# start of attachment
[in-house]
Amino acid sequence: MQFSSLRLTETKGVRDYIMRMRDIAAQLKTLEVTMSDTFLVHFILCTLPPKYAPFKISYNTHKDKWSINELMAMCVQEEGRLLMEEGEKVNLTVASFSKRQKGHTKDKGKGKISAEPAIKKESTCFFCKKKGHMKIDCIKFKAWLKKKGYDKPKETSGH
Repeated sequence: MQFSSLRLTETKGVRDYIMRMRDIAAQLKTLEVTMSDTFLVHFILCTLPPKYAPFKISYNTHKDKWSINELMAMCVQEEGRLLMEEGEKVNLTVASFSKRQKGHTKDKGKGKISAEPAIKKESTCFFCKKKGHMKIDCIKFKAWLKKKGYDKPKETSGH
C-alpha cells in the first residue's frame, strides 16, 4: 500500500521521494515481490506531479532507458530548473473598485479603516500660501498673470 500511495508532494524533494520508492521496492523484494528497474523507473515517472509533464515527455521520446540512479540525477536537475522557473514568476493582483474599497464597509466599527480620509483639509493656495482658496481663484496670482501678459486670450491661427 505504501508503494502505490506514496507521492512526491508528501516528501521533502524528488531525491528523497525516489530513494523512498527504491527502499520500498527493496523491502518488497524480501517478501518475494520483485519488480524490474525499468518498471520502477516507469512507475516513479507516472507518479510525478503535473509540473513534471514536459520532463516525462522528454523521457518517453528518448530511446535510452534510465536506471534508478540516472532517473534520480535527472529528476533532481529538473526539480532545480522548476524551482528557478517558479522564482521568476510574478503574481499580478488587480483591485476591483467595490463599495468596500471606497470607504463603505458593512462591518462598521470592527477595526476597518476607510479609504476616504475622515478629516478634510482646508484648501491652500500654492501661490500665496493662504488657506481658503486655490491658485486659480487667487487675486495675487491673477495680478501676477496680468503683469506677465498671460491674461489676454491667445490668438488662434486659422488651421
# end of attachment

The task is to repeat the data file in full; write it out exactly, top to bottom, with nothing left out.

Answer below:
[in-house]
Amino acid sequence: MQFSSLRLTETKGVRDYIMRMRDIAAQLKTLEVTMSDTFLVHFILCTLPPKYAPFKISYNTHKDKWSINELMAMCVQEEGRLLMEEGEKVNLTVASFSKRQKGHTKDKGKGKISAEPAIKKESTCFFCKKKGHMKIDCIKFKAWLKKKGYDKPKETSGH
Repeated sequence: MQFSSLRLTETKGVRDYIMRMRDIAAQLKTLEVTMSDTFLVHFILCTLPPKYAPFKISYNTHKDKWSINELMAMCVQEEGRLLMEEGEKVNLTVASFSKRQKGHTKDKGKGKISAEPAIKKESTCFFCKKKGHMKIDCIKFKAWLKKKGYDKPKETSGH
C-alpha cells in the first residue's frame, strides 16, 4: 500500500521521494515481490506531479532507458530548473473598485479603516500660501498673470 500511495508532494524533494520508492521496492523484494528497474523507473515517472509533464515527455521520446540512479540525477536537475522557473514568476493582483474599497464597509466599527480620509483639509493656495482658496481663484496670482501678459486670450491661427 505504501508503494502505490506514496507521492512526491508528501516528501521533502524528488531525491528523497525516489530513494523512498527504491527502499520500498527493496523491502518488497524480501517478501518475494520483485519488480524490474525499468518498471520502477516507469512507475516513479507516472507518479510525478503535473509540473513534471514536459520532463516525462522528454523521457518517453528518448530511446535510452534510465536506471534508478540516472532517473534520480535527472529528476533532481529538473526539480532545480522548476524551482528557478517558479522564482521568476510574478503574481499580478488587480483591485476591483467595490463599495468596500471606497470607504463603505458593512462591518462598521470592527477595526476597518476607510479609504476616504475622515478629516478634510482646508484648501491652500500654492501661490500665496493662504488657506481658503486655490491658485486659480487667487487675486495675487491673477495680478501676477496680468503683469506677465498671460491674461489676454491667445490668438488662434486659422488651421